However, I don't know what the subject will be.  Here's how my internal debate runs: I want to work outside, but the weather this weekend might not be so great.  I want to work larger, but that requires perhaps a little more time, and makes finding room to finish up at home a little more difficult.  I also have an idea I've been thinking about for a couple of years, but it would be working from a photograph (and so can be done indoors) and would be more detailed, and so require more planning and more sessions to complete.  I can save that one for when it's definitely too cold to work outside.  But I like working outside because ventilation is an issue in the house, besides the fact that there's not a lot of elbow room.  The trees outside are interesting right now, and they would be kind of nice to work with.  But I haven't settled on a subject, so I'll probably need to do some driving and looking around to figure out what I'll do. This could waste a whole day. I also want to mess around with other subjects. I'd like to paint a giraffe or some other animals, which I can do from my own photo references. I want to paint some buildings.  I want to work on a small canvas because it's quicker and more portable, and I want to work on a large canvas because it's more versatile and dramatic and, if successful, satisfying.  I want to work on something that someone might want to buy, but most of the subjects to which I'm most attracted are things that most people wouldn't consider great subjects to hang in their houses.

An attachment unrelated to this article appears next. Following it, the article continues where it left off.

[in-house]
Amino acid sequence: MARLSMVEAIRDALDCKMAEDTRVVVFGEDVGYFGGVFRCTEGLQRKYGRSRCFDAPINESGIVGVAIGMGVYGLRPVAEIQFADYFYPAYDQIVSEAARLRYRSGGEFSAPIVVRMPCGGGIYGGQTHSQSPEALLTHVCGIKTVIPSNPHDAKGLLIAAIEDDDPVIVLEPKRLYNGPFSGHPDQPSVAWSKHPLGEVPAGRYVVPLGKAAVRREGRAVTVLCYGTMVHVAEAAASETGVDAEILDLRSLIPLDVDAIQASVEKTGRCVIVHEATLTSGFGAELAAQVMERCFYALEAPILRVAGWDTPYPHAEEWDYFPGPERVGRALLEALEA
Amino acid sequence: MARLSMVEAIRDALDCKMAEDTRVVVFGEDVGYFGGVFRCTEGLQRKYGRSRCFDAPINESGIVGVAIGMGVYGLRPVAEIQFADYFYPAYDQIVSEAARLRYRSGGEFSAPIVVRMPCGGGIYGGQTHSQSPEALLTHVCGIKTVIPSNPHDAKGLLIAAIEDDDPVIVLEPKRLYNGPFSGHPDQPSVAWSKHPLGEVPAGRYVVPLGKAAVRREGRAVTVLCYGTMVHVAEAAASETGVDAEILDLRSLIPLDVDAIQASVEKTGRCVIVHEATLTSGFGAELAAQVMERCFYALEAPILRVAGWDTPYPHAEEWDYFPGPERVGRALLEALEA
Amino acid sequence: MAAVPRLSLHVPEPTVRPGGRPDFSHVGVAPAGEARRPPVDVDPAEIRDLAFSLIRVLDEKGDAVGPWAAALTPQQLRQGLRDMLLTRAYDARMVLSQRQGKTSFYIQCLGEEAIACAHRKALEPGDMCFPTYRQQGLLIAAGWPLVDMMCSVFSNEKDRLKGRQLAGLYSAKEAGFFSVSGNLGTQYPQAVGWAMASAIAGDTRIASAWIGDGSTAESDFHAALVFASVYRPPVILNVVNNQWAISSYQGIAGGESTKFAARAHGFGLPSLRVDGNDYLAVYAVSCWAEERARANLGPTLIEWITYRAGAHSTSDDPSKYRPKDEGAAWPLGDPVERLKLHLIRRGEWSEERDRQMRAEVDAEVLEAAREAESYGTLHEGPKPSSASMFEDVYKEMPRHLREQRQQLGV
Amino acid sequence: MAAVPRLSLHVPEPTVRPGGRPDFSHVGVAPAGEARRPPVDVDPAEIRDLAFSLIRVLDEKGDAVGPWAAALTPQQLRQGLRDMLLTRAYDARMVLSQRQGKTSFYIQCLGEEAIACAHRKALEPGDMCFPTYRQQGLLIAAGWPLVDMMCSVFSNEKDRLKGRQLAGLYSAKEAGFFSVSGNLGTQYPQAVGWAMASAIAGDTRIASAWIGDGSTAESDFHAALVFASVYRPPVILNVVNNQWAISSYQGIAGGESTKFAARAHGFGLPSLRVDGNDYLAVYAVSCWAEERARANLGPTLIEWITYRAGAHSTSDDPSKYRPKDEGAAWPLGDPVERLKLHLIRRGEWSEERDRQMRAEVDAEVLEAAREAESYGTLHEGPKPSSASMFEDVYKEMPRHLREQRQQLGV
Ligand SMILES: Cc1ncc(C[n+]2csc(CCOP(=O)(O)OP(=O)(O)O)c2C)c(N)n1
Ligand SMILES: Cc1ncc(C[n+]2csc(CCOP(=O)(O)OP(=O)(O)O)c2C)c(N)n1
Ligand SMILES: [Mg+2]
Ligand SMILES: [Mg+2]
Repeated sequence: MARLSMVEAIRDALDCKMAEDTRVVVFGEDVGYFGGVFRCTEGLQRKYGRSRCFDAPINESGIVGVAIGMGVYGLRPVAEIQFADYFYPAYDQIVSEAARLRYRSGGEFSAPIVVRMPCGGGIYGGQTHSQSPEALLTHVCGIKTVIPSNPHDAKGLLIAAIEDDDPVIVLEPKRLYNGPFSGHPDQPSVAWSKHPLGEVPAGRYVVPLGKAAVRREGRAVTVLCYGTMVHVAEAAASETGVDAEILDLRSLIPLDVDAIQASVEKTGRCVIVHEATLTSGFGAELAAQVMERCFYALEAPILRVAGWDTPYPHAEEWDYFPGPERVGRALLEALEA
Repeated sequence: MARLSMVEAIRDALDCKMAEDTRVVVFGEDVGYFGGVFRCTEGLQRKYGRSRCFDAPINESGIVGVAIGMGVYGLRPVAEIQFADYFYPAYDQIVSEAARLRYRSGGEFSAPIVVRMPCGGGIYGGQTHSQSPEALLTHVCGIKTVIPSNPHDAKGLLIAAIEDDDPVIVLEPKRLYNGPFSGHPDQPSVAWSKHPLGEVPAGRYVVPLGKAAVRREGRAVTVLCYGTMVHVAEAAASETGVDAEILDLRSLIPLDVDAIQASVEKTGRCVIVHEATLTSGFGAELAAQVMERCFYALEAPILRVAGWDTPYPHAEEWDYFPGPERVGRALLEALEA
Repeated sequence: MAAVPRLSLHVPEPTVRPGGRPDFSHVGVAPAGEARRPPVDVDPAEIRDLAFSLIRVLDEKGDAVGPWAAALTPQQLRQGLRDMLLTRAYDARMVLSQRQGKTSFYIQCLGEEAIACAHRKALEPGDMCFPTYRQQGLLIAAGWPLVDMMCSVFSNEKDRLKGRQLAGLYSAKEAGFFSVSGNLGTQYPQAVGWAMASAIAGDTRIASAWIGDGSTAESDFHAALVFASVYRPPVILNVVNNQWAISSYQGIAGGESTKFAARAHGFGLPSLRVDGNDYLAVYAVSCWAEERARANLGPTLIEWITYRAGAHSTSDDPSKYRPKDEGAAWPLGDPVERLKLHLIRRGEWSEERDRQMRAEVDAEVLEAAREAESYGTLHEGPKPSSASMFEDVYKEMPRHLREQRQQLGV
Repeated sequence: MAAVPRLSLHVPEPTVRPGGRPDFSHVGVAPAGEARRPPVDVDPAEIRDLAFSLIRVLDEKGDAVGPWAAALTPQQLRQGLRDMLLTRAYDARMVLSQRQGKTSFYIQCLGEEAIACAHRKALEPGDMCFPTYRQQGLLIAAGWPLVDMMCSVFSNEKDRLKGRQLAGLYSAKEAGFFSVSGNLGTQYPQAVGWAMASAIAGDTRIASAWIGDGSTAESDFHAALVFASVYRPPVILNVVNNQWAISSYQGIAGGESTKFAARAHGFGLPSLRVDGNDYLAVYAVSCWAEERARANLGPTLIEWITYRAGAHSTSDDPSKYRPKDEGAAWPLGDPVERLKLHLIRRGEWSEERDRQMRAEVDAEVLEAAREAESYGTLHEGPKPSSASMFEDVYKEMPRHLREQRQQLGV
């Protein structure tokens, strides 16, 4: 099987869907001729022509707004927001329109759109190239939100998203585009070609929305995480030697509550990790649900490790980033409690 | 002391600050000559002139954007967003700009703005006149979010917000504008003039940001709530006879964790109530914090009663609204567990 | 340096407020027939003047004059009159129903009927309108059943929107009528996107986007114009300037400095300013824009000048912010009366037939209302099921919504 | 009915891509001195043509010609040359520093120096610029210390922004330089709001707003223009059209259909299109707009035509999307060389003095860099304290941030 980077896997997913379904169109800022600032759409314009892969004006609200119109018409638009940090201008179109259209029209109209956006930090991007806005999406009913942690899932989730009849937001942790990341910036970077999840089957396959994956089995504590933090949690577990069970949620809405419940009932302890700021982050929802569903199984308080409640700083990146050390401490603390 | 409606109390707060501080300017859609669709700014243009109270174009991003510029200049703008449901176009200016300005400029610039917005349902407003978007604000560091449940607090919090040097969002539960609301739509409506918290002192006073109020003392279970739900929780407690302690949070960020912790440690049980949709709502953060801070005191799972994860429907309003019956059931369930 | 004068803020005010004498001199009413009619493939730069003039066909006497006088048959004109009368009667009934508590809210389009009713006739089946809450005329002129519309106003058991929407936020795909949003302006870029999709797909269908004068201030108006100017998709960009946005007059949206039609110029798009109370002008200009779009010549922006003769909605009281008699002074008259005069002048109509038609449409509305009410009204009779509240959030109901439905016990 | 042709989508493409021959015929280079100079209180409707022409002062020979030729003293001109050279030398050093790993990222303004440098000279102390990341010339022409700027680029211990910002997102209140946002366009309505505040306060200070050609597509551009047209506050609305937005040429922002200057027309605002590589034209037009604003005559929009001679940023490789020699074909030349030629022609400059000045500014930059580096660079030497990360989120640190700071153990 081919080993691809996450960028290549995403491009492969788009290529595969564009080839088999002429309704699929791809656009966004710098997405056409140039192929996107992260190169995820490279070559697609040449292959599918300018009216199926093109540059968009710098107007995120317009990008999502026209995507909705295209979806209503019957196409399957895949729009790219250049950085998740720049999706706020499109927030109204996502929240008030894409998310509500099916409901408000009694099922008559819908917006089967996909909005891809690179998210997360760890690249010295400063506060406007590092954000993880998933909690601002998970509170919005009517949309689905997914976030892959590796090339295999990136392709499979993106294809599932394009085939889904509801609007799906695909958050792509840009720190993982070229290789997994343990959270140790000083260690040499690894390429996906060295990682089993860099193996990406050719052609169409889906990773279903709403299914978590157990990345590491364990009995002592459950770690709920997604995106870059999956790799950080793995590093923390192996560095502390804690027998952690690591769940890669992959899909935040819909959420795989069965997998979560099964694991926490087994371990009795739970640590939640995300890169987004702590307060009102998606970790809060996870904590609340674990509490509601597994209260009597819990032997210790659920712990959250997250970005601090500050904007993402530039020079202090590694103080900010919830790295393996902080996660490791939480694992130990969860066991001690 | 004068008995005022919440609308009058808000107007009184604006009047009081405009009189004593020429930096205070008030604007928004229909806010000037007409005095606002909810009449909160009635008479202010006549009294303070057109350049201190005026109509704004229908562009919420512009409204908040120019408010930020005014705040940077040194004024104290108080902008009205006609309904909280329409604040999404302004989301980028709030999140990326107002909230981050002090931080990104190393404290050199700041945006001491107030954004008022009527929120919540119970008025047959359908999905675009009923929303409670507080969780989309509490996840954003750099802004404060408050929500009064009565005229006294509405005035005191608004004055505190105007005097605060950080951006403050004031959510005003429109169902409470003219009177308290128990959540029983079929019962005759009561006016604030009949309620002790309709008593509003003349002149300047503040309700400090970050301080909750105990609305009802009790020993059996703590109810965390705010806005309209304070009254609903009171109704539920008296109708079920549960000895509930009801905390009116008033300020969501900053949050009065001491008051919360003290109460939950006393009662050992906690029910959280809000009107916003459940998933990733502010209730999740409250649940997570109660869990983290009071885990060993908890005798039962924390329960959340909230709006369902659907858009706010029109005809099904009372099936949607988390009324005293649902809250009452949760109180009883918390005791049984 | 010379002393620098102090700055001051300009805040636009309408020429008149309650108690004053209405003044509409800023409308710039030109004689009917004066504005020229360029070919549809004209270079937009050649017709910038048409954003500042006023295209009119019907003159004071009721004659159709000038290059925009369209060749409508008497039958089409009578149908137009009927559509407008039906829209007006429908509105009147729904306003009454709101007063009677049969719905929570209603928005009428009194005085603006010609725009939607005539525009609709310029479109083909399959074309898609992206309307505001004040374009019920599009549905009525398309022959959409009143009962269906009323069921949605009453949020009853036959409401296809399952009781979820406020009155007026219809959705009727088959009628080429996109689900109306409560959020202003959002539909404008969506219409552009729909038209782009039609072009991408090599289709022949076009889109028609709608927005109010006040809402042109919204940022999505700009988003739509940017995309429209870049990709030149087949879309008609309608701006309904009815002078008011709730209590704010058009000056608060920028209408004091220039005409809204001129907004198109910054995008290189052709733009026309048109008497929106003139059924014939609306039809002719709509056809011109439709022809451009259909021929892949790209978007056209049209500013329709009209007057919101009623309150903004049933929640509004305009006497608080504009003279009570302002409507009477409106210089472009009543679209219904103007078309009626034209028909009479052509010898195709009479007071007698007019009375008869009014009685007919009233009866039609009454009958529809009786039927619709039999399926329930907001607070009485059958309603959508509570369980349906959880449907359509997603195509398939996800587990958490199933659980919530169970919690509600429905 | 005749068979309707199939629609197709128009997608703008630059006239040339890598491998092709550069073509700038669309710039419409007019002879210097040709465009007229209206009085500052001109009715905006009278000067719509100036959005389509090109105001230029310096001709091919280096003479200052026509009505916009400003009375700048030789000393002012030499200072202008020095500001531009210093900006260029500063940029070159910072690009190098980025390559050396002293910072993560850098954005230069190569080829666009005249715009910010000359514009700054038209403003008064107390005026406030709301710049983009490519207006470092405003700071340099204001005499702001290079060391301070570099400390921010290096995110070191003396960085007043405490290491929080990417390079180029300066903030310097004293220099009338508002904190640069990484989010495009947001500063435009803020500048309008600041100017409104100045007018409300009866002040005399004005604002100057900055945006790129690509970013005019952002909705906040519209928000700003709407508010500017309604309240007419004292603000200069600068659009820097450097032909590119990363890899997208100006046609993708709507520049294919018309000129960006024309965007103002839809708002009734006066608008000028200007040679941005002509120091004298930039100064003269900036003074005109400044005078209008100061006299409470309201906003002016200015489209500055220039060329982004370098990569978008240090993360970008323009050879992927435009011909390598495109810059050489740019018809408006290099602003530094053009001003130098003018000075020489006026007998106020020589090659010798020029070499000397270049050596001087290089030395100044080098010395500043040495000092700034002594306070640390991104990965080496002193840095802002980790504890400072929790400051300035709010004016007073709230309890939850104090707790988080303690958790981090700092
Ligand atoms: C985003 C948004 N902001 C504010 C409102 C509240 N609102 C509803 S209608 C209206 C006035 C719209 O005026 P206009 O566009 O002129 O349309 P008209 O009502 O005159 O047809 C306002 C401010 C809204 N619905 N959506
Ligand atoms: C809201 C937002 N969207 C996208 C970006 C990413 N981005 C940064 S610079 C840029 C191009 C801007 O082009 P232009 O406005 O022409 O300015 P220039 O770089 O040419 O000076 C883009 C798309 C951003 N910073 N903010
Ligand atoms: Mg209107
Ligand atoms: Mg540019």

So… I don't know.  Regardless, I stretched a canvas this weekend.  I'm not sure what size, something around 24 x 36.  I also cradled and primed a panel to paint on.  It's around the same size.  Those are larger than the several canvases I already had prepared, which are all kind of small.
I also have some very irregular sized pieces of panel that I'd like to prime and paint.  I'd have to think hard about how to use them, because they are long and skinny (around 8 x 24 inches). 
Besides all that, I also have another pen-and-ink drawing idea to work on for myself, and to be later turned into prints for sale.

Thursday, November 03, 2011

"Big Rock - Beargrass Creek" reproductions

 I had prints run of my pen and ink drawing of Big Rock in Cherokee Park, and now I can offer them for sale!  The image is 10.5 inches x 17.5 inches, on 12 x 18 inch paper.  $18 each.  I'm very happy with how the reproductions came out.

Wednesday, November 02, 2011

Floyds Fork landscape, done

Here's the painting I started at the park in Middletown; I put a few finishing touches on it on Halloween afternoon.  I'm pretty happy with it.  It's 16 x 20 inches, on canvas.